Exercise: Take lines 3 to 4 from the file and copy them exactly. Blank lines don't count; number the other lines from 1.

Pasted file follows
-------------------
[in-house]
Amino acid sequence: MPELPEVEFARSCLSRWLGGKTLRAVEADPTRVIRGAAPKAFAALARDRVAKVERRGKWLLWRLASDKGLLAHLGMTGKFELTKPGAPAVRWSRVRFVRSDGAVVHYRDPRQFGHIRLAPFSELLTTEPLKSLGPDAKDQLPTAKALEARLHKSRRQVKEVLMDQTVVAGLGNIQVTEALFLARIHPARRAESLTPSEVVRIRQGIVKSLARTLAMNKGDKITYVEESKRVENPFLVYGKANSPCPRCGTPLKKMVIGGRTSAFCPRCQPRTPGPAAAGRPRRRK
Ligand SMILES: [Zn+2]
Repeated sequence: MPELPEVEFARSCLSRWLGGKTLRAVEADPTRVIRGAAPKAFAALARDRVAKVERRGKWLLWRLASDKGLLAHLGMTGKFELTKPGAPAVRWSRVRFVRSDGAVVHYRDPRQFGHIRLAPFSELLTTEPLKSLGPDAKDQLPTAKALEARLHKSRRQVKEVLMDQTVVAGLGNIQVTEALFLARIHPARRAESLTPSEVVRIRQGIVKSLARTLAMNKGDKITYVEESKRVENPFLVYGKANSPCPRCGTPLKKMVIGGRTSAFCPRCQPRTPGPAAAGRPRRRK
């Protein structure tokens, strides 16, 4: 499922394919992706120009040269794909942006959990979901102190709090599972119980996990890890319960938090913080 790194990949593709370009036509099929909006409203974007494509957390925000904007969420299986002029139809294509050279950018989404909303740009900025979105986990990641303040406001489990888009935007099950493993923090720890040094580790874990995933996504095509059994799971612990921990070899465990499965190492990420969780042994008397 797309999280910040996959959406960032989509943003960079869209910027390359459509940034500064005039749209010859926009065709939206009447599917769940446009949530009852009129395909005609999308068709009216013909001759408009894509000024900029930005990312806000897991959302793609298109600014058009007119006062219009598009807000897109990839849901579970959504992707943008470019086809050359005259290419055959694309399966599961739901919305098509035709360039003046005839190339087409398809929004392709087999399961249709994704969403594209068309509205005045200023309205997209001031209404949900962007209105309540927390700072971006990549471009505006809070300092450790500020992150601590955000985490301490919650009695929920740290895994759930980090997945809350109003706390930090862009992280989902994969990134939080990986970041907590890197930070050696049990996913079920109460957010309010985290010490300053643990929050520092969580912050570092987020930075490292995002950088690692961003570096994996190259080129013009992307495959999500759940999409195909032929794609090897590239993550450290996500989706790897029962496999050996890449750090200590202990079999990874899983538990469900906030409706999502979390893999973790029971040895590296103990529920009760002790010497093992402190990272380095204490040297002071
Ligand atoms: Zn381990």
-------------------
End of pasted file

Ligand SMILES: [Zn+2]
Repeated sequence: MPELPEVEFARSCLSRWLGGKTLRAVEADPTRVIRGAAPKAFAALARDRVAKVERRGKWLLWRLASDKGLLAHLGMTGKFELTKPGAPAVRWSRVRFVRSDGAVVHYRDPRQFGHIRLAPFSELLTTEPLKSLGPDAKDQLPTAKALEARLHKSRRQVKEVLMDQTVVAGLGNIQVTEALFLARIHPARRAESLTPSEVVRIRQGIVKSLARTLAMNKGDKITYVEESKRVENPFLVYGKANSPCPRCGTPLKKMVIGGRTSAFCPRCQPRTPGPAAAGRPRRRK